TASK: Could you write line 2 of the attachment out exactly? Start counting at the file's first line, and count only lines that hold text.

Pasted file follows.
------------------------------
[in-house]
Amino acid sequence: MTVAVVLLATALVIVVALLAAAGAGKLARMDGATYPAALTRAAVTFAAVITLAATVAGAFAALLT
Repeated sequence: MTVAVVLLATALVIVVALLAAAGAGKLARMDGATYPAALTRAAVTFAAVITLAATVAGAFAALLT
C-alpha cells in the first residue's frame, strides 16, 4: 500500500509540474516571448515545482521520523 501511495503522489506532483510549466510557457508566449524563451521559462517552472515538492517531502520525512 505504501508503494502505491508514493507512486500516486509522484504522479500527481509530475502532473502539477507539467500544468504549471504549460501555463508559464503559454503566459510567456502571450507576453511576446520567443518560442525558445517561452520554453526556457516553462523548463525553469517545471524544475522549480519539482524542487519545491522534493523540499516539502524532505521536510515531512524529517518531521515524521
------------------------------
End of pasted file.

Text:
Amino acid sequence: MTVAVVLLATALVIVVALLAAAGAGKLARMDGATYPAALTRAAVTFAAVITLAATVAGAFAALLT